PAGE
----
Dear Annie: Please help make young women aware of uterine cancer. My 29-year-old daughter was diagnosed with stage-four uterine cancer last September. Some physicians think because you are young, you can’t have cancer. This is not true. My daughter’s symptoms were irregular bleeding and severe pelvic pain. The doctors kept prescribing birth control pills or hormones.
After several years, several physicians and several medications, she finally saw an ob/gyn at the University of Louisville who did a biopsy of her uterus – and then we received the devastating news. She was treated aggressively and is fighting every day to get better. She is such an inspiration. She had surgery several months ago, and they removed all the cancer in her abdominal cavity. But she still has it in two inoperable lymph nodes in her chest and is taking chemo.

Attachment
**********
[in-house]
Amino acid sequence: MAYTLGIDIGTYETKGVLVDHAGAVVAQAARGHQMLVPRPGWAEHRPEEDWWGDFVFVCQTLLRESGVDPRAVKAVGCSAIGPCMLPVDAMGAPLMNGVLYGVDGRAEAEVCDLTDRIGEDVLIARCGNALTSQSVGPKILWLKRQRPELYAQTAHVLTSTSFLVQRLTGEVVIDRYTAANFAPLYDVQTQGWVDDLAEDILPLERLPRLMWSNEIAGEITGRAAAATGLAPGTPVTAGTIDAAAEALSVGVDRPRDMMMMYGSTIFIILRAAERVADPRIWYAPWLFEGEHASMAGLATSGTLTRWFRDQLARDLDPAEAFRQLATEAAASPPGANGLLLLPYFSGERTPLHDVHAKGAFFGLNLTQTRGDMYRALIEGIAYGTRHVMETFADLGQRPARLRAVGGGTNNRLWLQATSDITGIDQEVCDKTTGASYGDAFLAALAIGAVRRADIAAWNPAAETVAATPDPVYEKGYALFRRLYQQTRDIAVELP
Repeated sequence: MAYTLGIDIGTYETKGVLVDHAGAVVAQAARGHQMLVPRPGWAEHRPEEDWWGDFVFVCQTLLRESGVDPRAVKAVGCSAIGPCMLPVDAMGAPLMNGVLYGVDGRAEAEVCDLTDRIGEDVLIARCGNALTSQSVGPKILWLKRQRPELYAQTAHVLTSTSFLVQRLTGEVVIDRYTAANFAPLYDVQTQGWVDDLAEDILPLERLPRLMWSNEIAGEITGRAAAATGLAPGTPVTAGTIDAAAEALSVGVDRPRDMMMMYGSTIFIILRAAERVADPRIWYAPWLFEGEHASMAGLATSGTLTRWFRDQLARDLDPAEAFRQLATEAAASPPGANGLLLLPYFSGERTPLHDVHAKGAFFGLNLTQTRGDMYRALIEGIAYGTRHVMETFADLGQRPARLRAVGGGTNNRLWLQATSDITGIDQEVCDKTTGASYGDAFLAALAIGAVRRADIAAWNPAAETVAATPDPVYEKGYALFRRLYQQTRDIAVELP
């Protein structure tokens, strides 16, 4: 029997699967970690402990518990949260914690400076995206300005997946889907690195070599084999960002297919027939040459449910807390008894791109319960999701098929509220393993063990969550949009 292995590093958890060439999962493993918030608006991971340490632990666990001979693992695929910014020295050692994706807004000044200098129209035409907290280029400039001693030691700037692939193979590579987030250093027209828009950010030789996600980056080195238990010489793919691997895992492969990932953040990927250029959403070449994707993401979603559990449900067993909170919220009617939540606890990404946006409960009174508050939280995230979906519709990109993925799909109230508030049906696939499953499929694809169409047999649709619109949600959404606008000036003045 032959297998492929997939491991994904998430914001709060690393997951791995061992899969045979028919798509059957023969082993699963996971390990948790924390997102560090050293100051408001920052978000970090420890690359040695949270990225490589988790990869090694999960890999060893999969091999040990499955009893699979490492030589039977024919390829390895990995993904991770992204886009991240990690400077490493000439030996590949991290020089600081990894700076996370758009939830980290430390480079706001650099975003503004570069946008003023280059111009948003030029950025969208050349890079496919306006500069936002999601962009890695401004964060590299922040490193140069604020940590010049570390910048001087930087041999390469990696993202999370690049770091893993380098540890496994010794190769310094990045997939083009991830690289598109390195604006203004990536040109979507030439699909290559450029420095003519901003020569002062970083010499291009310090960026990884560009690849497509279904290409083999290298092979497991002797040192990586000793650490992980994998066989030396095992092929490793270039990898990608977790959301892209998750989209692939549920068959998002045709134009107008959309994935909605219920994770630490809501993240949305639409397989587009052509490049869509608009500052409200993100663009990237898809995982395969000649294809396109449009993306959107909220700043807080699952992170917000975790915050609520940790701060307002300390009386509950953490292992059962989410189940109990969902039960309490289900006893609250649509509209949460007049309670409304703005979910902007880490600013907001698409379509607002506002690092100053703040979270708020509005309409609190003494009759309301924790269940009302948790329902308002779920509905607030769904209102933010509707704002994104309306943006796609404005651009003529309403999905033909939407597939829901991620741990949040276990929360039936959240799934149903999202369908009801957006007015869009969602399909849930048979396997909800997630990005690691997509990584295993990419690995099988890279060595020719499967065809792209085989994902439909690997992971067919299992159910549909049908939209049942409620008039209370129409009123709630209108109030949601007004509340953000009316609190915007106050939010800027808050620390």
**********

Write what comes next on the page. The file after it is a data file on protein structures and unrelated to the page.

If this story will help just one person or physician take that extra step, maybe another young woman won’t have to go through what my daughter has. P.S.: Since I started this letter, I have learned that my daughter’s cancer has spread again. I beg you to get the word out. – Louisville, Ky.
Dear Louisville: Our hearts our breaking for you. Uterine cancer (also known as endometrial cancer) is most common in women over 55 years old, so doctors don’t often consider this when they first see a younger patient with symptoms. But if you believe something is wrong, be persistent. Doctors aren’t infallible. Risk factors include endometrial overgrowth (hyperplasia), obesity, women who have never had children, periods beginning before age 12, menopause after age 55, estrogen therapy and a family history of the disease. Common signs are abnormal vaginal bleeding or discharge, pain with urination and sex, and pelvic pains. The National Cancer Institute (1-800-4-CANCER) offers a free booklet at cancer.gov.